Yuko Mohri - Camden Art Centre

Tokyo-based artist Yuko Mohri took up residence at Camden Arts Centre in late August 2016.

Producing installations that convey intangible energies such as magnetism, gravity, light and temperature, Mohri creates assemblages of reconfigured everyday items and machine parts collected in cities around the world. Mohri is the Grand Prix winner of the 2015 Nissan Art Award. Her residency in London is part of her award, organised in association with Arts Initiative Tokyo who we have been working with for the past two years on a series of residency exchanges.


Supported by Events Events

Open Studio: Yuko Mohri

8 – 9 October 2016

Our current artist-in-residence, Tokyo-based artist Yuko Mohri, invites the public into her studio to see the works she has been making during her residency. Producing installations that convey intangible energies such as magnetism, gravity, light and temperature, Mohri creates assemblages of reconfigured everyday items and machine parts collected in cities around the world.

Drop into our Artists’ Studio over the weekend to see her new works, with Mohri present on the Saturday.

Supported by Nissan Art Award, Arts Initiative Tokyo, the Great Britain Sasakawa Foundation, the Japan Foundation and Angela Koulakoglou

Talk: Yuko Mohri and Agnieszka Gratza

Wednesday 19 October, 7.00 – 8.00pm

Writer Agnieszka Gratza talks with residency artist Yuko Mohri about her work which looks at ideas of flux, instability and intangible energies.

Agnieszka Gratza is a writer currently based in London. Her writings about art, performance and film have appeared in frieze, ArtReview, Artforum, Flash Art, Metropolis M, PAJ, Sight & Sound, The Guardian and The Observer. She has published articles on the subject of Renaissance intellectual and cultural history and her written work often stems from live art and performance.

Supported by Nissan Art Award, Arts Initiative Tokyo, the Great Britain Sasakawa Foundation, the Japan Foundation and Angela Koulakoglou

Off-site In Conversation: Jason Waite and Yuko Mohri

Friday 6 July, 6.30  7.30pm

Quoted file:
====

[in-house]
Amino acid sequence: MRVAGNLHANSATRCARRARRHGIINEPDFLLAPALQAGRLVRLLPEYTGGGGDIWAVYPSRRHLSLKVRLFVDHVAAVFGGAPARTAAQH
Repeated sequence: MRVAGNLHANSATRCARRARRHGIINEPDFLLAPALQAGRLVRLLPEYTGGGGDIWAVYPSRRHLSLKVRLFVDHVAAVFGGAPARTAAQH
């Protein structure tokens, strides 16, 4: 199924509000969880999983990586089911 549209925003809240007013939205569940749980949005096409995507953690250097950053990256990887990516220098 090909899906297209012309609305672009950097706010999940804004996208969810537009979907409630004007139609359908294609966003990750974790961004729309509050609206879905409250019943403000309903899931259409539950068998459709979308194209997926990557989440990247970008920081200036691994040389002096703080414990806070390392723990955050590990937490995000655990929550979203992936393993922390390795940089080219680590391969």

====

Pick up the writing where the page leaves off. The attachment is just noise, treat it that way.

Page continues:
White Rainbow, 47 Mortimer St, Fitzrovia, London W1W 8HJ

Camden Arts Centre and White Rainbow present a talk between the independent curator Jason Waite and Yuko Mohri. Mohri and Waite will discuss their work and reflect on the social imaginaries of contemporary Japan, with particular reference to artists’ practices following the Fukushima Nuclear Disaster in 2011.

Jason Waite is an independent curator and cultural worker focused on forms of practice producing agency. Recent projects have centred on working in sites of crisis amidst the detritus of capitalism, looking for tools and radical imaginaries for different ways of living and working together. He has co-curated Don’t Follow the Wind an ongoing project inside the uninhabited Fukushima exclusion zone in Japan; The Real Thing?; Palais de Tokyo, Paris; Maintenance Required, The Kitchen, New York, and White Paper: The Law by Adelita Husni-Bey at Casco, Utrecht. He holds an M.A. in Art and Politics from Goldsmiths College, London and was a Helen Rubinstein Curatorial Fellow, at the Whitney Museum Independent Study Program, New York 2012-13.

White Rainbow is a non-profit organisation based in central London which champions the work of emerging and mid-career contemporary Japanese artists, spotlighting artistic practices underrepresented in the UK. The gallery supports work in a range of media, with particular focus on performance, film and installation-based practices.

White Rainbow’s 2018/19 programme presents a series of six solo exhibitions and projects by leading contemporary Japanese artists Chikako Yamashiro, Chim Pom, Aki Sasamoto, Taro Izumi, Meiro Koizumi and Mari Katayama.

Performance: Akio Suzuki and Yuko Mohri

Saturday 7 July 2018, 1.00pm

To coincide with Yuko Mohri’s exhibition at Camden Arts Centre, a performance with Japanese sound art pioneer Akio Suzuki will be presented in Mohri’s installation. The performance draws on Mohri’s background in music and long-standing engagement with the experimental music scene in Japan.

Since the 1960s, sound art pioneer Akio Suzuki has been investigating the acoustic quality of selected locations and creating corresponding topographies. His intensive involvement with the phenomena of pulse and echo led him to develop his own instruments in the 1970s. One of these is the spiral echo instrument Analapos. It consists of a coil spring and two iron cylinders that function as resonating chambers, and is played with the voice or by hand. Starting from the 90s, his soundwalk project, oto-date, which means, respectively, “sound” and “point” in Japanese, finds listening points in the city, and playfully invites the audience to stop and listen carefully at given points on the map. Suzuki has been also active in the improvised music scenes in different continents, and has collaborated with Takehisa Kosugi, Derek Bailey, Steve Lacy, George Lewis, David Toop, Aki Onda, Rie Nakajima, and John Butcher.

Video stills ©Helen Petts

This event has been programmed with 33:33 and forms part of MODE – a programme of music, visual art, performance and film curated by Ryuichi Sakamoto

In partnership with Japan Foundation